7 Steps to Great Relationships with Clients of Different Generations

Topics: Client Relations, Corporate Legal, Law Firms, Leadership, Midsize Law Firms Blog Posts, Talent Development

When I started focusing on inter- and multi-generational issues intensively (again) in 2004, it was sparked by the increase in questions and stories of frustration I was getting from my clients’ senior management and others about young professionals’ shortcomings in communicating and working with clients who were older than they were.

Then some Traditionalists (the generation older than the Baby Boomers) told me their own stories about discomfort working with clients in their 20s and 30s. From these concerns it was clear that this was a bottom line issue: These professionals were concerned about causing client dissatisfaction and potentially losing significant business now and in the future.

It was also likely that many law firms didn’t even recognize that it was the unique patterns of generational attributes and challenges that were in fact responsible for the threat. I speculate that is true today as well. Given the fear of losing clients or not attracting new ones because of inter-generational issues, these law firms are now reaching out.

Indeed, I have been helping firms and individuals to understand how they can benefit from the generational influences and behaviors that can secure new relationships for business development now and retain those relationships in the future.

Even with greater differences today, cross-generational rapport can be achieved. Here in brief are 7 Ways to Achieve Rapport with Clients of a Different Generation, whether the client is older or younger. (You can also see this as a video — part of my Generational GPS Quick Tip series.)

  1. Don’t have preconceived notions and make assumptions, especially stereotypical onesDon’t expect everyone to think and be influenced the same way. And don’t think memorizing a list of typical generational attributes without knowing the influences and implications behind them will result in easy rapport. That’s too superficial, and developing trust and confidence requires deeper understanding.
  2. Ask questions, and listen carefully. Show personal as well as professional interestListening is a great skill at any age. It’s the best way to learn from interpersonal interactions, although careful visual observation (non-verbal cues) is also valuable. Become a proficient questioner, asking the kinds of questions that not only provide opportunities to be informed, but also to convey to the person you are conversing with that is important to you and you find it interesting.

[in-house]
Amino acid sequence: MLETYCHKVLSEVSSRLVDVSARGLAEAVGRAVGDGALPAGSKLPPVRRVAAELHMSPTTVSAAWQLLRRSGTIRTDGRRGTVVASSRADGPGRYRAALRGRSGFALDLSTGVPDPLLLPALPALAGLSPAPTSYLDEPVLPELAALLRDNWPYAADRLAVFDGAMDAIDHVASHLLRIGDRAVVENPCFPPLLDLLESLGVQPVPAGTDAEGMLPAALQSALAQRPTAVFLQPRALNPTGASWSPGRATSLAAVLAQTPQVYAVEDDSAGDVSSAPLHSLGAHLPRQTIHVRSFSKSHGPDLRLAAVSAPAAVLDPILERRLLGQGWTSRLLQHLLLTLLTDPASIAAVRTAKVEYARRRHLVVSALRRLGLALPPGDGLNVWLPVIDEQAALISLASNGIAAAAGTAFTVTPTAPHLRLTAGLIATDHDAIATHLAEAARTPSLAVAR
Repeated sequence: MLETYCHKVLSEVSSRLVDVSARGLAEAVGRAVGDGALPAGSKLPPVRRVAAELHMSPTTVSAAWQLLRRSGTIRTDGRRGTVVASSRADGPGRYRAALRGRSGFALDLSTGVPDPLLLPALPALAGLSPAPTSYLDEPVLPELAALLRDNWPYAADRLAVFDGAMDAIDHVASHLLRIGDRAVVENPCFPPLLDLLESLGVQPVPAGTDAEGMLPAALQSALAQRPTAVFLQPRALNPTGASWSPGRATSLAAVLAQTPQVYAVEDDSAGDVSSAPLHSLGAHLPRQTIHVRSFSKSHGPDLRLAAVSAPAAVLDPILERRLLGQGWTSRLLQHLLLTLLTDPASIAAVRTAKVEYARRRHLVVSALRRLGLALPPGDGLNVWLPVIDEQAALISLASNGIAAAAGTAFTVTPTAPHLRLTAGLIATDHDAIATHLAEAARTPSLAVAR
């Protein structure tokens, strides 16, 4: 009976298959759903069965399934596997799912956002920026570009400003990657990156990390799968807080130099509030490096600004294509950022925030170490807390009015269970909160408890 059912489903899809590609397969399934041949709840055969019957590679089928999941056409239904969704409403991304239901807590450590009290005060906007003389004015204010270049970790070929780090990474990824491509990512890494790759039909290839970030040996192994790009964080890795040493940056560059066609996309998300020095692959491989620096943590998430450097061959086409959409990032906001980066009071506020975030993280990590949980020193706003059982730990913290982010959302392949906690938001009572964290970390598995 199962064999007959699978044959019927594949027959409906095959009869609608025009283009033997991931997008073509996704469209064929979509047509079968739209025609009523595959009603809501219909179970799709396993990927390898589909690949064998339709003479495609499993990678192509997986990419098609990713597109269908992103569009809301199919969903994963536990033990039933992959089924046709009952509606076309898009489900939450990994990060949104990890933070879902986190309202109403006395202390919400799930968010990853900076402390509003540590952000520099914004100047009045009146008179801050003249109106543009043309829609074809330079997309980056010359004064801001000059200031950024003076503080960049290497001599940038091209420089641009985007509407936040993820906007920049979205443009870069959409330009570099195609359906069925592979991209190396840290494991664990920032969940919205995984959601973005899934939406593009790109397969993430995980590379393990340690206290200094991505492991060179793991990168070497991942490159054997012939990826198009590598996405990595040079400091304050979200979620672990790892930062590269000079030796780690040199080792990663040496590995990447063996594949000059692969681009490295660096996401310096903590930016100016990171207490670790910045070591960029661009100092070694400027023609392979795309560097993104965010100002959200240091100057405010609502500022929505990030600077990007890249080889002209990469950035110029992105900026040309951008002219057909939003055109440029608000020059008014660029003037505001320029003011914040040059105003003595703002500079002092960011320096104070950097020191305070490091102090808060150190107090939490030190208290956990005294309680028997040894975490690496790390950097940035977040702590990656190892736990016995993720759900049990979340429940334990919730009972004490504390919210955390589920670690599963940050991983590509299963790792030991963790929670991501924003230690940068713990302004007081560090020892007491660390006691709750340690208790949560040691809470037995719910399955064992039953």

3. Identify the client’s professional and personal goalsThese are likely to vary by individual as well as by generation, depending on where they fall on the career and lifecycle spectrum. Knowing their goals helps to build empathy.
  4. Clarify business goals and the impact of meeting or failing to meet those goals to the client — This demonstrates that you are a serious professional eager to help the client succeed. It also helps the prospective client see and feel the implications of those goals at a deeper level.
  5. Find their interests beyond their business, and learn about interests and passions through direct conversation and additional research — Here is a wonderful opportunity for engaging in cross-generational conversation to learn and discuss the emotional drivers that are the often-unrecognized keys to both initial and ongoing sales relationships.
  6. Be respectful, and avoid any appearance of arroganceMuch of arrogance is really insecurity. Appearing over-confident is often seen for what it is — the opposite. Respect paves the way for trust.
  7. Don’t let tensions fester. If generational issues arise, discuss them, learn from them and agree on mutually satisfying resolutions The best time to address and solve problems is as soon as they arise, avoiding a build-up of resentments, frustrations and erroneous assumptions or interpretations. Giving prompt feedback to potential problem areas quickly in a non-threatening, civil way is a sign of maturity, confidence and trustworthiness — and more importantly, it is essential for loyal and long-lasting client retention and relations.

Put these tips to work for you and you will see your sales relationships blossom.